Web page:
Is it ethical to poach employees from your competition? Apple, Google, Intel and Adobe had been accused of limiting employee mobility through a no-poaching agreement amongst the four companies. What do you think of this activity? Is it ethical? These four tech giants will in fact pay $415 million for their role in a pact which involved senior executives like the late Steve Jobs creating “no-poach” lists of each other’s employees. .
We make available a service called HR360 to our valued business associates. Part of that service is a podcast called HR over Coffee. It is a brief but powerful 10 minute discussion of various employee management topics. A recent podcast talked about the ethics of poaching employees from your competition. Below is a summary of that podcast. If you wish to try the service, just send an email to firstname.lastname@example.org and write HR360 in the subject line. We will make it available for one year at no obligation.
The practice of “poaching” employees away from another company or rival is not only acceptable, it should be encouraged, according to an ethics study by a Vanderbilt Owen School professor.
“Competition in the product market is good for the market, and the same should be true in the labor market,” said Tim Gardner, co-author of “The Ethics of Lateral Hiring” to be published in a forthcoming issue of Business Ethics Quarterly. Co-authors are Jason Stansbury of Calvin College in Grand Rapids, Mich., and David Hart from the Marriott School at Brigham Young University.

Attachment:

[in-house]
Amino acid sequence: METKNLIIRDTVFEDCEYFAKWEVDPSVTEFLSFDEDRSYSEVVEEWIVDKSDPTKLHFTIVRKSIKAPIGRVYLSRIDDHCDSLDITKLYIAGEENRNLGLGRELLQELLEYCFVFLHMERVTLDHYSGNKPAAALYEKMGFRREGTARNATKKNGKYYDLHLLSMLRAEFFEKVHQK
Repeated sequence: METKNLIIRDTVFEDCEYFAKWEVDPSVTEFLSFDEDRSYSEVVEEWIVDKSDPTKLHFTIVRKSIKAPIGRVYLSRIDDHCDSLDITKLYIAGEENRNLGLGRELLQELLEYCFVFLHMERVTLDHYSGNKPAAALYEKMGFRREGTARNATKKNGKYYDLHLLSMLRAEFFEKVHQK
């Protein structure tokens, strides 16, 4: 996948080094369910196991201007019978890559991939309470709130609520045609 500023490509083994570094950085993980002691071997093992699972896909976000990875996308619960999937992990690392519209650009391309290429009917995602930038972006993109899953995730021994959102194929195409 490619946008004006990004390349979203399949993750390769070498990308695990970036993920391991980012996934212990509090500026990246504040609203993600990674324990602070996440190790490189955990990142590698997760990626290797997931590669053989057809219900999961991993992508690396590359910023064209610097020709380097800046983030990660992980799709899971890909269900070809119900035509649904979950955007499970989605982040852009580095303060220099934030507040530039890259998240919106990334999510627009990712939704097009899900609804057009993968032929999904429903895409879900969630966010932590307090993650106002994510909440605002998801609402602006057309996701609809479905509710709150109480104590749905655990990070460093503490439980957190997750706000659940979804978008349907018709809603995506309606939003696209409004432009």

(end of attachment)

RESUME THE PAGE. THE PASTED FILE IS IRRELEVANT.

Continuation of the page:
So the HR360 podcast comes to the conclusion that poaching employees is ethical when done correctly.
Poaching encourages competition. But what are the negatives of poaching. Well if done improperly, poaching employees from your rivals may cause ill will and end up costing more than the immediate benefits of hiring a poached employee. The podcast goes on to state that hiring an employee from a competitor just to get trade secrets is unethical. Also, deliberately deceiving an employee is unethical. So, business owners and managers should avoid attempting to hire a person with a Non-Compete Agreement.
Recognize that when you are luring an employee from a competitor the balance of power between you and candidate has shifted against you. And you should be judicious. That means don’t target the same competitor over and over again. Your reputation is important and continually stealing employees will reflect negatively on you in the long run.